As a further alternative, the control circuitry 62 may configure the function switch block 60 to introduce a delay to the driving of one or more hydraulic subsystems included in the staple applying assembly 34. For example, it may be desirable to drive a cutting implement and then delay for a predetermined time before driving one or more zones of a stapling implement 12. The delay may be accomplished according to any suitable method. For instance, the control circuitry 62 may configure the function switch block 60 to open a path for hydraulic fluid between the rotary pump 20 and a first hydraulic subsystem (not shown) included in the surgical implement 12. When the firing trigger 22 is actuated, the rotary pump 20 may generate pressurized hydraulic fluid, which drives the first hydraulic subsystem. The control circuitry 62 may sense when the first hydraulic subsystem is driven (e.g., by sensing the position of the firing trigger 22). When the first hydraulic subsystem is driven, the control circuitry 62 may begin a timer that counts off a predetermined delay time. At the expiration of the predetermined delay time, the control circuitry 62 may configure the function switch block 60 to provide the pressurized hydraulic fluid to a second hydraulic subsystem (not shown).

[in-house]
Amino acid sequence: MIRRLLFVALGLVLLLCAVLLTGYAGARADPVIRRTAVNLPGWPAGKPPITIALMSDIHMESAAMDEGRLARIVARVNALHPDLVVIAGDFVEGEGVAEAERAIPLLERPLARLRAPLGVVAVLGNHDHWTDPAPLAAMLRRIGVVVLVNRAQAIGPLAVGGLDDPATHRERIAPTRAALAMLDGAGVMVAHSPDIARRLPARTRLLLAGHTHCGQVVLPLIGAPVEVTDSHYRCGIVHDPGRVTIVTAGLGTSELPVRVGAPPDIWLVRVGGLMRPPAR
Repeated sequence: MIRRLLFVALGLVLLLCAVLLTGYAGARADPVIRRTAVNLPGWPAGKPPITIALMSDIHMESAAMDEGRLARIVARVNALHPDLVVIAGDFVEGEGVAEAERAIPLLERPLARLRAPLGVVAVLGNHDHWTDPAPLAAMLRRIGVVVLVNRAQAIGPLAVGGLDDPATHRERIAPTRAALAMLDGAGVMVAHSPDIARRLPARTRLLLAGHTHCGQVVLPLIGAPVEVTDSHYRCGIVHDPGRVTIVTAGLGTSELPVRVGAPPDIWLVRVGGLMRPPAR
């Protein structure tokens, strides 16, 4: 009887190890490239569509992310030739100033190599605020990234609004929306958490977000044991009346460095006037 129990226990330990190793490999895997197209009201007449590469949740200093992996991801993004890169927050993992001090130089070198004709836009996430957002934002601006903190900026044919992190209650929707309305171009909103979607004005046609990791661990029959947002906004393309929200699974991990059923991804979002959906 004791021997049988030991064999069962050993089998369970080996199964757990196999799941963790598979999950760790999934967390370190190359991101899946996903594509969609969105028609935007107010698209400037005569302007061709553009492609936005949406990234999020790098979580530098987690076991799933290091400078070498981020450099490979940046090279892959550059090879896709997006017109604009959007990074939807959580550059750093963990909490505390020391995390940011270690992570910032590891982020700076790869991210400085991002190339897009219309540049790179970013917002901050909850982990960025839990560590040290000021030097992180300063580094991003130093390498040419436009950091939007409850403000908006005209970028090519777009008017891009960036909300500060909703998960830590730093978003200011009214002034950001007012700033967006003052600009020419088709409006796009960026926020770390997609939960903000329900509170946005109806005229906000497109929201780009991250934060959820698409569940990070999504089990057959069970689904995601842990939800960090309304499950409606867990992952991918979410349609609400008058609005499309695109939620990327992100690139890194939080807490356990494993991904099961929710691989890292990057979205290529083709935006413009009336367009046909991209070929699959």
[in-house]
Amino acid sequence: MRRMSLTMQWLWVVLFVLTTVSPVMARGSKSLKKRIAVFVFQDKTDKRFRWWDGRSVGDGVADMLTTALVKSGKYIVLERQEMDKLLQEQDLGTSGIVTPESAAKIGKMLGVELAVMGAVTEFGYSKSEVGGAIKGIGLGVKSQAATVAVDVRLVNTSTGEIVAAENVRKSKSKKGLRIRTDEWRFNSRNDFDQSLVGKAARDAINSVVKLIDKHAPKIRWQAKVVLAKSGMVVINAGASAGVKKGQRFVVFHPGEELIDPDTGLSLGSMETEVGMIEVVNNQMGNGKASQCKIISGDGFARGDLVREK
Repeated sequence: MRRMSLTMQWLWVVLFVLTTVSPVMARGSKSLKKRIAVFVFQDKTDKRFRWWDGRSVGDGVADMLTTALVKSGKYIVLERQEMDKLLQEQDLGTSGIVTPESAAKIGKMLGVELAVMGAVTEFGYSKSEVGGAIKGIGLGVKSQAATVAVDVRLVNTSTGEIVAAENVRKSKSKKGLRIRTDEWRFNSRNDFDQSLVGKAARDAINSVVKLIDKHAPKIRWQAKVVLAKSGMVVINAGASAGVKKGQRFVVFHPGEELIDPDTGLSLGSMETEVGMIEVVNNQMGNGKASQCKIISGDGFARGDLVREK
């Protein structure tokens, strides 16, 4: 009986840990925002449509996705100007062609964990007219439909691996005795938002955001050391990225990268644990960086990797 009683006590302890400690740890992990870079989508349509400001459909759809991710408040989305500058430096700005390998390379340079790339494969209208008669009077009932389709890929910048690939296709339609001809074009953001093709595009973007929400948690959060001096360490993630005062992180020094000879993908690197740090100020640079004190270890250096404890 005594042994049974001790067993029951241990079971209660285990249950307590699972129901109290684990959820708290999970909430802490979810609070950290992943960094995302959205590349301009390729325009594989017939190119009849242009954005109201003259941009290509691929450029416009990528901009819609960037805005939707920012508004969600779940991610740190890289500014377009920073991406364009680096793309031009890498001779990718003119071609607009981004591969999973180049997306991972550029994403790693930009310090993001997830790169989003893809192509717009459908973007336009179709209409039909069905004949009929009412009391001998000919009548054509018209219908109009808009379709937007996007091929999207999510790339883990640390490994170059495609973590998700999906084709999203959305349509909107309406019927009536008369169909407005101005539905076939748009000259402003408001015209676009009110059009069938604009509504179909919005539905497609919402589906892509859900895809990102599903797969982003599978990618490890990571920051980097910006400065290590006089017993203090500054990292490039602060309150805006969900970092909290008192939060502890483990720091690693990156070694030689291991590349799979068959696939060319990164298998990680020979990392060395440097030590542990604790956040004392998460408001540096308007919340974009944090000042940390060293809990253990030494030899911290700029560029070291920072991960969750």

It should be appreciated that hydraulic subsystems thus controlled may include a cutting edge that is transversely (vertically) driven up from the elongate staple channel 32 of the lower jaw 30 by a hydraulic cutting bladder or cylinder(s). Alternatively or in addition, one or more hydraulic staple bladders or cylinders positioned between the elongate staple channel 32 and the replaceable staple cartridge 34 may transversely vertically) drive staple drivers that in turn dispense and form staples against an inner surface of the anvil 28.
The mechanically operated closure system 90 is described in greater detail in a co-pending and commonly owned U.S. patent application Ser. No. 10/955,042, “Articulating Surgical Stapling Instrument Incorporating a Two-Piece E-Beam” to Wales et al., filed on 30 Sep. 2004, the disclosure of which is hereby incorporated by reference in its entirety. Alternatively, the rotary pump 20 may provide the closure motive force for a fluid controlled anvil, such as described in co-pending and commonly owned U.S. patent application Ser. No. 11/165,094, “Surgical Instrument Having Fluid Actuated Opposing Jaws” to Wales, filed 23 Jun. 2005, the disclosure of which is hereby incorporated by reference in its entirety.